As Congress prepared for a week-long recess, Republicans from both chambers last week deliberated a marketplace stabilization package to include in a long-term funding bill expected in March.
Sens. Lamar Alexander (R-TN) and Susan Collins (R-ME) met with House Energy and Commerce Committee Chair Greg Walden (R-OR) to bridge gaps between House and Senate proposals to decrease premiums by compensating insurers through reinsurance. The House proposal, from Rep. Ryan Costello (R-PA), would provide $10 billion in annual funding to compensate insurers, while a bill introduced by Collins would provide $5 billion per year.
Senators Seek Information on Hospital Nonprofit Status
Meanwhile, senior Republicans on the Senate Committee on Finance announced plans to review the Internal Revenue Service’s oversight process for designating nonprofit hospitals. Finance Committee Chair Orrin Hatch (R-UT) and Sen. Chuck Grassley (R-IA) sent a letter to the IRS asking for information on how the agency reviews hospital charitable giving, as well as the agency’s standards for how hospitals use money accrued through tax-exempt status to provide community benefits.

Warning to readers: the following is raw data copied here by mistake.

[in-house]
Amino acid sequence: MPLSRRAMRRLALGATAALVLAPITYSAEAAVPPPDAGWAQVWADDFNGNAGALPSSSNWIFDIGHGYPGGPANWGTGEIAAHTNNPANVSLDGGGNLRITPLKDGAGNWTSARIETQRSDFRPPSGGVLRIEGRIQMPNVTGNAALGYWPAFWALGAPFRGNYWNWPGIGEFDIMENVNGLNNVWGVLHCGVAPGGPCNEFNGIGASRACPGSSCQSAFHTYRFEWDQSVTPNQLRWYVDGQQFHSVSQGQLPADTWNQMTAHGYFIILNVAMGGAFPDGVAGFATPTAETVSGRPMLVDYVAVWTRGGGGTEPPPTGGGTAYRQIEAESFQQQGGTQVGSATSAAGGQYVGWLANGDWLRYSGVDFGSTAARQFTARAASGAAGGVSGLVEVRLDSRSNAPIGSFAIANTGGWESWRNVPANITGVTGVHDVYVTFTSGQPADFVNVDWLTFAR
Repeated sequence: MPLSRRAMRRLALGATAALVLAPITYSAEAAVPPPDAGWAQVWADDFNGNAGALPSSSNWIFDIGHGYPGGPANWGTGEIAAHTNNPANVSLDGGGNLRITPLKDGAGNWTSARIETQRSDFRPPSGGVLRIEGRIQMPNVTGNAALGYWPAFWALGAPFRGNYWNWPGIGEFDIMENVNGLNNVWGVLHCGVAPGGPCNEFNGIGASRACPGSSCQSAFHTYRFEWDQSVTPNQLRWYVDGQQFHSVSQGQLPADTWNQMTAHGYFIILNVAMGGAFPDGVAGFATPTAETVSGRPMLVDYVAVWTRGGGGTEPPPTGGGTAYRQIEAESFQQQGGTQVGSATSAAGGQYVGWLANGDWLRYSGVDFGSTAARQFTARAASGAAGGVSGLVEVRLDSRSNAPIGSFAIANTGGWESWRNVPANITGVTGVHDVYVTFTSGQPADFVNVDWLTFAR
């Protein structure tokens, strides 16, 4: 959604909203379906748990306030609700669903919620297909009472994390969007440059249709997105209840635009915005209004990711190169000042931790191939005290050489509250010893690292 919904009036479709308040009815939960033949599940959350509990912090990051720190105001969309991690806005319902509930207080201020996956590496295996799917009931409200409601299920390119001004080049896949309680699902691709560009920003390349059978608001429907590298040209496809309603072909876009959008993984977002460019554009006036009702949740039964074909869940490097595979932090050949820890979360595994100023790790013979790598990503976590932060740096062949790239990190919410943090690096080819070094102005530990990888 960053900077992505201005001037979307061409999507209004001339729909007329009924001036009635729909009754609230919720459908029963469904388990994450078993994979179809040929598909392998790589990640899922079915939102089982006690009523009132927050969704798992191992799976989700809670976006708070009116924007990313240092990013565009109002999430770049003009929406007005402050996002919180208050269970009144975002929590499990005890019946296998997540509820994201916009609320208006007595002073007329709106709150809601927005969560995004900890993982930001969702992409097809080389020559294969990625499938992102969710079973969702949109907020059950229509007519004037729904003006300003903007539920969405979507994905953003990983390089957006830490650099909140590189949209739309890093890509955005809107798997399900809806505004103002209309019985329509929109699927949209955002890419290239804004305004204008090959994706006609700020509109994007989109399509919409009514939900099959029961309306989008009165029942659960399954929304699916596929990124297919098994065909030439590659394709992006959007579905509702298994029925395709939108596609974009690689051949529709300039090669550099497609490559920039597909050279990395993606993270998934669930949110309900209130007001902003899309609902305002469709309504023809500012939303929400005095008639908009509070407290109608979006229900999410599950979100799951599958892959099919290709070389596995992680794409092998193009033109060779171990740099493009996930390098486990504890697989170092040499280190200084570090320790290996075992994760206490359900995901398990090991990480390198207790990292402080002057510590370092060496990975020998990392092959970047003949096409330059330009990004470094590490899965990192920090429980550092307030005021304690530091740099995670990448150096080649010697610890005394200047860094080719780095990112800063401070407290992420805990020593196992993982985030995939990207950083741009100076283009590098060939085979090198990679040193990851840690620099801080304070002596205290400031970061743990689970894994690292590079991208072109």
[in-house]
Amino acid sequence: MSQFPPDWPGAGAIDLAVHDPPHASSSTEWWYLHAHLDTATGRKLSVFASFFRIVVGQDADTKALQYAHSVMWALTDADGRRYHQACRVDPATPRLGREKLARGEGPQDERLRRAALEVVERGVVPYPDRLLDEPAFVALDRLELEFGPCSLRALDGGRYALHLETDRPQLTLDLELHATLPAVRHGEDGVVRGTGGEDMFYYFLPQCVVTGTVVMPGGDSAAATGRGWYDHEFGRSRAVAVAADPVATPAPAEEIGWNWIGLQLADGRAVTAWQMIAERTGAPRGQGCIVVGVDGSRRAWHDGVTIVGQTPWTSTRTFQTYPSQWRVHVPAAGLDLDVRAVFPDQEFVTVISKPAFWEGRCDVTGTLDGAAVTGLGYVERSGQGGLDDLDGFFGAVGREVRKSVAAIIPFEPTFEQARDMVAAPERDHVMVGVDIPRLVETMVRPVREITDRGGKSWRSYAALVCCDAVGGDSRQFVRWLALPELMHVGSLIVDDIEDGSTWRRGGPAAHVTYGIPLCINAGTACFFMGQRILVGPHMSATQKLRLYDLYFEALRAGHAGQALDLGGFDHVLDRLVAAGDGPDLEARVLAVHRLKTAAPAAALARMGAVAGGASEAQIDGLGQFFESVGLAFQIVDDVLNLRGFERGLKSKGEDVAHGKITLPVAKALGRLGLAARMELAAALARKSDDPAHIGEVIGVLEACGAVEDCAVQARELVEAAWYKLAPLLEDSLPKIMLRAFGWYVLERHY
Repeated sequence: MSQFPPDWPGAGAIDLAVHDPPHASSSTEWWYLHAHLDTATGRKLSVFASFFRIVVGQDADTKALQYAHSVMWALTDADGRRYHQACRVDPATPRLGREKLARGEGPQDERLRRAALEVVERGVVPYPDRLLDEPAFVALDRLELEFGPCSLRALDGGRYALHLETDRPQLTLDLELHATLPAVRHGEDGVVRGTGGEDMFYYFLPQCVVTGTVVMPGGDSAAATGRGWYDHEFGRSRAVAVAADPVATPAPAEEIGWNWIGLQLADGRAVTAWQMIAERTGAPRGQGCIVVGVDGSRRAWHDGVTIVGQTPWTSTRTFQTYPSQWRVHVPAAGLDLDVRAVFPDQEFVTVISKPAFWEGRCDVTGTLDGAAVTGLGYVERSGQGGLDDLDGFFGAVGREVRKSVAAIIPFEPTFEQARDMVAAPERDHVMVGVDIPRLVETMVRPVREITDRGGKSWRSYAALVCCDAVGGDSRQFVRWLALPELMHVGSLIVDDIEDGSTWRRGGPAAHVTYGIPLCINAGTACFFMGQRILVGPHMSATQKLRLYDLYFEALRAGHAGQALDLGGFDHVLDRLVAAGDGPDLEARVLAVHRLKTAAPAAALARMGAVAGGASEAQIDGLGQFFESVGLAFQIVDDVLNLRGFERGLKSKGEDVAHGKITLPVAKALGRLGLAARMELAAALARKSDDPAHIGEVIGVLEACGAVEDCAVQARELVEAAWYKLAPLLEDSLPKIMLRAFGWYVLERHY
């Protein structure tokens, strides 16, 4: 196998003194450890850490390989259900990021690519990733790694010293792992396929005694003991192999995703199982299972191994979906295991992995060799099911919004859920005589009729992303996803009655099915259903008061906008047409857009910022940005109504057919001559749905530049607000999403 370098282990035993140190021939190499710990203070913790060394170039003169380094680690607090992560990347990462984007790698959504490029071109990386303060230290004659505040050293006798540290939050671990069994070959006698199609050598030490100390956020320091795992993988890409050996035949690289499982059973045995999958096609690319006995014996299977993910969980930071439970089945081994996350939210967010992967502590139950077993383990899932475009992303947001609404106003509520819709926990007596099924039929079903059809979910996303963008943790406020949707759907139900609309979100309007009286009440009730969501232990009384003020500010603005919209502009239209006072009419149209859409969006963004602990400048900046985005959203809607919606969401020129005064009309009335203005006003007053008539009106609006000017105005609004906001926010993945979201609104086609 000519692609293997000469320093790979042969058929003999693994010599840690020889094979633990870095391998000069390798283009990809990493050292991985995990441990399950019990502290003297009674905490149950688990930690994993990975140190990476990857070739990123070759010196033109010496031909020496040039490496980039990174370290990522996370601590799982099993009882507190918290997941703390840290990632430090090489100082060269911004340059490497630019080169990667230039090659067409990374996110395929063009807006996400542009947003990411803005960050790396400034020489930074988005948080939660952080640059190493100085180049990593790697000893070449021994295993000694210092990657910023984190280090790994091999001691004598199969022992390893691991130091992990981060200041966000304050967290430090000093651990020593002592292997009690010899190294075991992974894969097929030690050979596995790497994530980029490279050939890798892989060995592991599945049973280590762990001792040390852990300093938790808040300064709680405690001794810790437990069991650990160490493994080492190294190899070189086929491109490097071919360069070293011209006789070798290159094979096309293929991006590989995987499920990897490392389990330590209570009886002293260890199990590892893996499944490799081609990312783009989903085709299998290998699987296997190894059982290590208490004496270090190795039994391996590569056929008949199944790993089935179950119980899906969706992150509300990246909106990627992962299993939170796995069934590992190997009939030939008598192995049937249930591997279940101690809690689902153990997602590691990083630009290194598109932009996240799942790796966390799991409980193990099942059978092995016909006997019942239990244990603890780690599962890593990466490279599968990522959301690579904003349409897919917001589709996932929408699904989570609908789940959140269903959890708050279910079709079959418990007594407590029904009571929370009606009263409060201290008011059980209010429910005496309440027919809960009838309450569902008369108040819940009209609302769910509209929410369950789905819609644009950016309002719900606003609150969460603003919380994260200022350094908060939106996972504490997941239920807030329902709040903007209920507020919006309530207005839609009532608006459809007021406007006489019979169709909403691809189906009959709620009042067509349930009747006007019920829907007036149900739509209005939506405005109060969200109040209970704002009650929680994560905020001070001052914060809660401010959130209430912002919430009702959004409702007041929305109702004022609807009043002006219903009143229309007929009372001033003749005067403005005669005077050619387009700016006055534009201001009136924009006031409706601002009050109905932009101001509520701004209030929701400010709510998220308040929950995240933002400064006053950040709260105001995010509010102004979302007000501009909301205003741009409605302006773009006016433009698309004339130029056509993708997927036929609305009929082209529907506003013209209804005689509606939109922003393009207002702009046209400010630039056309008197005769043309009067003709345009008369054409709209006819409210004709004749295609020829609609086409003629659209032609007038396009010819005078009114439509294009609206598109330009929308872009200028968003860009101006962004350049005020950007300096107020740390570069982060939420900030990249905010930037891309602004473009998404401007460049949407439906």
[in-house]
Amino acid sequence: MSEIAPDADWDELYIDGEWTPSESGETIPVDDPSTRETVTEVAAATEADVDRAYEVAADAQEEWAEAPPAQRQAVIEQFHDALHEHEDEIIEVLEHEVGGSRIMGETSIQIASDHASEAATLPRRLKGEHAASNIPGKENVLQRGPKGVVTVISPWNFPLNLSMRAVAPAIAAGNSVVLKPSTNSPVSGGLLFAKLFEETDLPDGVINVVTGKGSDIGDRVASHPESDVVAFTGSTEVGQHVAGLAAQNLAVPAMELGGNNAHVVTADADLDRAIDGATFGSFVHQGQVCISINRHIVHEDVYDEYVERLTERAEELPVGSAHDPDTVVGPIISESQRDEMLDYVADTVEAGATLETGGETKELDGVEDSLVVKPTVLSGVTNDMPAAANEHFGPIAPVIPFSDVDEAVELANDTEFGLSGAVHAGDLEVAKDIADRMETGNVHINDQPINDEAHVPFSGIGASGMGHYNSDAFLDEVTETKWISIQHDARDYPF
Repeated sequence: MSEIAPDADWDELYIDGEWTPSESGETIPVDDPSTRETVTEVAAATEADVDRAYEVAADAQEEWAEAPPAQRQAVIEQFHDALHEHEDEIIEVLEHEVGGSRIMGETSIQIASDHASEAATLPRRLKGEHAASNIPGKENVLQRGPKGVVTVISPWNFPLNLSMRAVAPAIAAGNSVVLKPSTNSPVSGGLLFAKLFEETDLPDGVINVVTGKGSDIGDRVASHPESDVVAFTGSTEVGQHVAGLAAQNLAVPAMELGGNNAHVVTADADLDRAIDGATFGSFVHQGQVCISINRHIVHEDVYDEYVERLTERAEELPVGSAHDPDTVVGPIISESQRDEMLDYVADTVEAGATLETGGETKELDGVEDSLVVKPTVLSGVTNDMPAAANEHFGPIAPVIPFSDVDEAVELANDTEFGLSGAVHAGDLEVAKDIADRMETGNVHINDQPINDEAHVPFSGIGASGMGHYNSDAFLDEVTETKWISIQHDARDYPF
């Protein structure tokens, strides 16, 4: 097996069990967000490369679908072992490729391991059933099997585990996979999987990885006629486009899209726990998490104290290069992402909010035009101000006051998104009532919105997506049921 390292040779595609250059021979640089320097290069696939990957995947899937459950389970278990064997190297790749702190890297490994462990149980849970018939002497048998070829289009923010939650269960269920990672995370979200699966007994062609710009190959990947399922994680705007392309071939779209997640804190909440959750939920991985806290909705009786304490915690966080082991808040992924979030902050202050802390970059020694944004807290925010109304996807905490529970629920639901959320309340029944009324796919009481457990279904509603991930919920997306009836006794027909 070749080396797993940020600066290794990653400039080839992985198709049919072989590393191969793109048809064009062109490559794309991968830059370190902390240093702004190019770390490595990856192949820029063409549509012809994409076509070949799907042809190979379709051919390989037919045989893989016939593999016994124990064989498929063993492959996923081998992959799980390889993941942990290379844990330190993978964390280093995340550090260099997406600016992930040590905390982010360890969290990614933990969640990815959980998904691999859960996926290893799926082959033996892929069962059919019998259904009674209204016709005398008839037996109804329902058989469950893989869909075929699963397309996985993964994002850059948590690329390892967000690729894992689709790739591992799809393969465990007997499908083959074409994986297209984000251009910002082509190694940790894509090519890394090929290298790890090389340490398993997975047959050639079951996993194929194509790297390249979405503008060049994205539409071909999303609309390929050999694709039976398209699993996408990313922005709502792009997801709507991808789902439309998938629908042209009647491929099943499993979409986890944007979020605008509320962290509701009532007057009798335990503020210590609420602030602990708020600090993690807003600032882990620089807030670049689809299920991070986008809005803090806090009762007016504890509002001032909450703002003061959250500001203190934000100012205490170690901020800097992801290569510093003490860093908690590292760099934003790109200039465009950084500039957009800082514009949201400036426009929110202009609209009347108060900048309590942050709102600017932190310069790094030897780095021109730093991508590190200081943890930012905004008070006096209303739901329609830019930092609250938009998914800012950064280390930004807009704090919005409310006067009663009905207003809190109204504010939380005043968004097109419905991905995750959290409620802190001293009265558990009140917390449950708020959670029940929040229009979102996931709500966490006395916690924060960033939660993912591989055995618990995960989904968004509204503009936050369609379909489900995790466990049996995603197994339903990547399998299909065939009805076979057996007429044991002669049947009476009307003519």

HHS Defends Trump Budget
Health and Human Services Secretary Alex Azar met with House and Senate committees last week to defend the administration’s fiscal year (FY) 2019 budget plan and answer questions about its health care policy implications. The budget would invest in efforts to curb opioid abuse and improve mental health care, but would sharply reduce funding for Medicaid, Medicare, and other social programs.
Azar defended efforts under the plan to address high drug costs by reducing Medicare drug pricing, as well as proposals to allow states more flexibility to shape Medicaid and health insurance markets.
America’s Essential Hospitals issued a statement thanking the administration for proposing more opioid and mental health funding, but said the budget proposal remains “unacceptable” for its other cuts to support on which essential hospitals rely.